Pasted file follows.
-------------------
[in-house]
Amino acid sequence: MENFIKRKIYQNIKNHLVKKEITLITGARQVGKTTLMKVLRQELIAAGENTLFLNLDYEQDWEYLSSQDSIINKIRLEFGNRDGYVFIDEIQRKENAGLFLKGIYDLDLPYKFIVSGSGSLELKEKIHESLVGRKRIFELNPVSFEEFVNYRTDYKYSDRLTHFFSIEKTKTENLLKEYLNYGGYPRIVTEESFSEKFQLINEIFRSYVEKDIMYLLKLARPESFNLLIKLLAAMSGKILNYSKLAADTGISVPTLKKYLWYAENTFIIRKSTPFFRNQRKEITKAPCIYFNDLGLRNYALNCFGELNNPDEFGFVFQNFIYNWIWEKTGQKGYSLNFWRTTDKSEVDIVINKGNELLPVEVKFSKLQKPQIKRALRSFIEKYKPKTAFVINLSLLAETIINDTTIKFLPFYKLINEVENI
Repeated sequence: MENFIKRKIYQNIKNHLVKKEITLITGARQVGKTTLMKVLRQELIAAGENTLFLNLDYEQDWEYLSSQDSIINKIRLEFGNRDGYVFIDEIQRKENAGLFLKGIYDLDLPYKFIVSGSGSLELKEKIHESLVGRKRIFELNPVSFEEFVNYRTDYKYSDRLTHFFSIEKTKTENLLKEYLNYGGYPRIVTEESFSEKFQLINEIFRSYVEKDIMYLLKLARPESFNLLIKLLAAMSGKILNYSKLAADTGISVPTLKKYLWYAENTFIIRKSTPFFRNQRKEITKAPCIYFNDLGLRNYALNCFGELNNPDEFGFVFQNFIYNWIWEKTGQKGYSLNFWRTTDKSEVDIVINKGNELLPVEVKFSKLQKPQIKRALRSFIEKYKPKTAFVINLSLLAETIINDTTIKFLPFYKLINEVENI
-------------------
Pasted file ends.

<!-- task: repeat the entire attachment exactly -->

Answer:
[in-house]
Amino acid sequence: MENFIKRKIYQNIKNHLVKKEITLITGARQVGKTTLMKVLRQELIAAGENTLFLNLDYEQDWEYLSSQDSIINKIRLEFGNRDGYVFIDEIQRKENAGLFLKGIYDLDLPYKFIVSGSGSLELKEKIHESLVGRKRIFELNPVSFEEFVNYRTDYKYSDRLTHFFSIEKTKTENLLKEYLNYGGYPRIVTEESFSEKFQLINEIFRSYVEKDIMYLLKLARPESFNLLIKLLAAMSGKILNYSKLAADTGISVPTLKKYLWYAENTFIIRKSTPFFRNQRKEITKAPCIYFNDLGLRNYALNCFGELNNPDEFGFVFQNFIYNWIWEKTGQKGYSLNFWRTTDKSEVDIVINKGNELLPVEVKFSKLQKPQIKRALRSFIEKYKPKTAFVINLSLLAETIINDTTIKFLPFYKLINEVENI
Repeated sequence: MENFIKRKIYQNIKNHLVKKEITLITGARQVGKTTLMKVLRQELIAAGENTLFLNLDYEQDWEYLSSQDSIINKIRLEFGNRDGYVFIDEIQRKENAGLFLKGIYDLDLPYKFIVSGSGSLELKEKIHESLVGRKRIFELNPVSFEEFVNYRTDYKYSDRLTHFFSIEKTKTENLLKEYLNYGGYPRIVTEESFSEKFQLINEIFRSYVEKDIMYLLKLARPESFNLLIKLLAAMSGKILNYSKLAADTGISVPTLKKYLWYAENTFIIRKSTPFFRNQRKEITKAPCIYFNDLGLRNYALNCFGELNNPDEFGFVFQNFIYNWIWEKTGQKGYSLNFWRTTDKSEVDIVINKGNELLPVEVKFSKLQKPQIKRALRSFIEKYKPKTAFVINLSLLAETIINDTTIKFLPFYKLINEVENI